With both writers I had to take a more directive approach to their grammatical and structural errors because they struggled to recognize them on their own. Most of their errors showed early in the paper. I pointed these out, provided the best solution and told them to watch for them when revising papers on their own. After we finished probing the papers I showed X and Y how to register and set up appointments online.
X and Y seemed receptive to my assistance. Hopefully I didn't I scar X and Y badly enough so they avoid Da Writing Center in the future.
On a last note...
With writer Y I didn't notice until after the session when I was documenting the session that they circled "yes" when asked if they had any disabilites that may interfere with Y's writing. However, Y did not list what that disability is. I am not capable of making a medical diagnosis and did not see any apparent signals of disability on Y's part. The head of the staff and the grad. assistant reasoned with me that unless the writer brings it up, it is best for the consultant to ignore the marking for the time being. Have others encountered a similar issue? If so, how did you handle it?
Thursday, September 25, 2008
And then it hit me.
Each of those sources is like each of the individual ingredients found in my favorite granola bars (Clif's new Mojo bar, mountain mix or peanut butter pretzel flavor to be exact), and like those ingredients, when melted into one unified form they serve a greater good.
You see, there are ingredients in those bars that, individually, I do not care for—just as with some of the journal excerpts on writing center pedagogy floating around in my brain. However, when those ingredients that I would not eat alone on a normal basis (e.g., raisins, chocolate chips) are added to others that I happen to love (e.g., sesame seeds, pretzels, peanut butter flavoring), the sum of them form a unified whole that happens to delight my taste buds.
Similarly, I presume that as I take in all of the opinions of authors and let them simmer in my mind until they form a conglomerate of goodness, eventually all of the arguments will somehow complement each other enough to form a delightful whole. At least, this is my hope.
Postscript: Please let me know if this doesn't make sense, and really sounds more like an addiction to the new Clif bar versus an insightful analogy. They really are quite good!
Anyhow, the story I was listening to was about a woman who used to be a part of the admissions committee at Dartmouth and is now working as an independent consultant helping students with the admissions process for schools. For a cool $40,000, she will work with you from 9th grade to graduation to help prepare you for your college admissions process. And for the budget price of $14,000, she will help you write and revise your college application essay.
So, how in the world does this correlate to our world? Well, her work with college applications includes helping students decide on effective topics (staying away from "teen angst, or the teddy bear on their bed") and helping them revise and polish their admissions essays. The commentator on the other side of the story was concerned that her work with the students was basically fraud, because the help that she was giving students was clouding their own work. Maybe better stated, the concern was that by helping students pick topics and polish their essays, she was helping them misrepresent their actual abilities.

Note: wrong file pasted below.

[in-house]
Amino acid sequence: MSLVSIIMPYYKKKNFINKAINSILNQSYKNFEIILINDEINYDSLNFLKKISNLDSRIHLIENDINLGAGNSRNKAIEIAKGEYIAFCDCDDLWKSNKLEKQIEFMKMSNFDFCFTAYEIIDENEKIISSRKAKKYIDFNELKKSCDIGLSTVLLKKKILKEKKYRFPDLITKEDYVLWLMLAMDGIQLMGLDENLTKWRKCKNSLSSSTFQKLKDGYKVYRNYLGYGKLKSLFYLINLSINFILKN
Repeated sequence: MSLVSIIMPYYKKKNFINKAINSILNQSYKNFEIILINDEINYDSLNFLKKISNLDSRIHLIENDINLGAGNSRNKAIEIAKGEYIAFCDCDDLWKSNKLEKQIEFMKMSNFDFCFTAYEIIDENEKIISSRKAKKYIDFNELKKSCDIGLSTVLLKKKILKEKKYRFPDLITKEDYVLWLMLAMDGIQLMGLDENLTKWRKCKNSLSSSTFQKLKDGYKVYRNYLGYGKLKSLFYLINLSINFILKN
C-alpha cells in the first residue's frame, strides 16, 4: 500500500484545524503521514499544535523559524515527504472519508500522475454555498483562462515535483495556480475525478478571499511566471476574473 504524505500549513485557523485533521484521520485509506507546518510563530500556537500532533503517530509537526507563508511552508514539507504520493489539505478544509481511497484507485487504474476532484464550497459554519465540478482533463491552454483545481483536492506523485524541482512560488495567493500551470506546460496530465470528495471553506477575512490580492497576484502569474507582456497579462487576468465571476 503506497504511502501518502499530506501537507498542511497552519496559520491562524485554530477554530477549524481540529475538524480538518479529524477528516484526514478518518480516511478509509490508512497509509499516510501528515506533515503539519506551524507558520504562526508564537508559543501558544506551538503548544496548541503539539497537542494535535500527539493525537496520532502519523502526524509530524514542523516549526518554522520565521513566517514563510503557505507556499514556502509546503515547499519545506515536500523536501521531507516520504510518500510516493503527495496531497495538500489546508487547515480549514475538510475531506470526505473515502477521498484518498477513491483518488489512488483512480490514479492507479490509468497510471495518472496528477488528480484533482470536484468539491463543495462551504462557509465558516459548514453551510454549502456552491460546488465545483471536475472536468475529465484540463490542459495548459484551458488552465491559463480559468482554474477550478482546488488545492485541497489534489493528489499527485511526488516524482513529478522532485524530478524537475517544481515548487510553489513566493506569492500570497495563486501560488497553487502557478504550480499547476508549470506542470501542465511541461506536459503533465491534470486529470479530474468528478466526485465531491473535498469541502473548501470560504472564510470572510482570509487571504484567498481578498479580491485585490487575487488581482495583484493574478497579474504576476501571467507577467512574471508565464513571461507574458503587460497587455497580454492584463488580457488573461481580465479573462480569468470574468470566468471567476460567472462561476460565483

My question is this: When we work with people on application essays, are we committing a form of fraud? Are we helping them misrepresent their abilities? I realize that this sounds like a ridiculous question since our philosophy is helping students become better writers while maintaining their roles as writers of their own papers. My trouble comes from the fact that the consultant on the radio today claimed the same ideals. How does our work differ from hers if we have only one consultation with a person specifically to polish a college application? What can we do in our own consultations to ensure that we are not aiding and abetting fraud?
Wednesday, September 24, 2008
NCPTW Peer Tutor Scholarship and Travel Awards
The National Conference on Peer Tutoring in Writing is pleased to announce that monetary awards to support the scholarship, service, and conference participation of undergraduate and graduate writing center tutors have been established for the 2008 IWCA/NCPTW Las Vegas conference.
The Scholarship and Travel Awards (up to $250) will support conference travel expenses for peer tutors who have registered for the upcoming 2008 IWCA/NCPTW Las Vegas conference.
The committee will accept multiple applications from one institution but will try to make a balanced distribution of the scholarship funds to ensure awards for tutors from a number of schools. Tutors are encouraged to apply collaboratively for one award. Candidates for these awards must provide the following materials in their applications:
1. Name, e-mail address, mailing address, phone number, institution, and academic level (undergraduate or graduate).
2. Requested award amount (no more than $250 per application)
3. A cover letter from the tutor no more than 350 words in length.
4. A letter of recommendation/support from the tutor's writing center director, coordinator, assistant director, or other senior member of the writing center staff stating why the tutor is a good candidate for a travel award.
Please use the cover letter as an opportunity to tell the conference committee about your interests in peer tutoring and why you feel you are a worthy candidate for one of the scholarship awards. The cover letter may address, but is not limited to, information on one or two of the following issues: